31 century museum in Chicago

City Farm (Self-Sustaining)

Marissa Lee Benedict

For the first of our field trips, in an effort to identify and connect with “contemporary spirit” in Chicago, we visited Ken Dunn at City Farm; by the end of our visit, we were convinced that Ken Dunn is an embodiment of “contemporary spirit” in every sense of the concept. For over 40 years, Ken has invested himself in developing practical, realizable models for urban sustainability. Unlike the episodic tendencies typical of hobby urban gardens, or the wildly impractical propositions of often well meaning but uninformed artists and academics, Ken has brought to his work the unwavering dedication and community driven investment of his Mennonite farming background. Building upon the simple yet profound principle of connecting overlooked material resources with overlooked human resources – an idea Ken began to develop in the 1960s while studying philosophy at the University of Chicago – Ken has cultivated a series of Resource Centers in Chicago’s most undervalued communities. Ken’s work is particularly inspirational as it provides living, functioning solutions to social and agricultural problems. Although his model is specific to Chicago, his ideas have the flexibility and potential to be adapted on a national or global scale.

Entering the unobtrusive gate of City Farm, currently stationed at the corner of Clybourn and Division, you climb upward, scaling the mountain of compost that is the basis for the farm’s productivity and success. For the past 30 years Ken has been able to literally pick up and move the soil that is City Farm to a series of different locations around Chicago. Radically altering the idea that a farm must be rooted in the ground – unmovable and permanent in nature – Ken has developed a system of mobile farming. Everything, from the posts to the compost, can be packed up and transported to a new location if a lease runs out or the lot is re-zoned. The farm is a self-sustaining system – both agriculturally and economically – and as such, any empty lot in Chicago has the potential of being a City Farm. Ken told us he hopes to expand the project to the more than 20,000 empty lots that dot the city, feeding the entire urban population of Chicago with hyper-locally grown crops. As Ken sees it, there is no need for multi-million dollar skyscrapers to put farms in the middle of the city; a hundred years ago we had developed an agricultural system that functioned more then adequately for thousands of years, we merely need to relocate and recontextualize that knowledge for our contemporary situation.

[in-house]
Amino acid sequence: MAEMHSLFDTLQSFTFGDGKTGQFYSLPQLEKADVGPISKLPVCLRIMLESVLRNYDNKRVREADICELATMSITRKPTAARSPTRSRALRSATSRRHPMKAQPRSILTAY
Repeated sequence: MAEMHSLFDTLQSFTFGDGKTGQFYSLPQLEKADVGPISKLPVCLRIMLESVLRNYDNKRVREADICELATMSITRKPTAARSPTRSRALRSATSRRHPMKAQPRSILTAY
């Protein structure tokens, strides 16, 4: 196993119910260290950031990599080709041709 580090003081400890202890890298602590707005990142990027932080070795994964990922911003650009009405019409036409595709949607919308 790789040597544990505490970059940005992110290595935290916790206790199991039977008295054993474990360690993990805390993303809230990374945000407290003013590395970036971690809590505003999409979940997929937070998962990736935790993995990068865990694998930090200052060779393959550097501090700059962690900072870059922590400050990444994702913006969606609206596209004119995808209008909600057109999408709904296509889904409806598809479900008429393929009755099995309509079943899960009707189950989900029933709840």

As a class, we were moved by Ken’s tireless, passionate energy and his deep dedication to practical innovation. As a farmer, philosopher, artist, social worker and business owner, Ken’s model is not one of flashy technology or temporary solutions; he is invested in making change happen now with the tools and knowledge we already possess. We have the resources, it is up to us to see them, value them and put them to good use.

Joel Parsons

The most exciting thing about City Farm is its insistence on the possibility of movement. The farm’s identity isn’t tied to any particular location, it’s found in the soil, which can be picked up and moved in a matter of hours. Uncoupling the farm from the idea of place allows for freedoms that most place-bound farms can’t know, freedoms which allow City Farm to exercise a sustaining flexibility in the face of bureaucracy. Also, I am 26 years old and I had never eaten a nastertium until I went to City Farm. Thank you, Ken Dunn.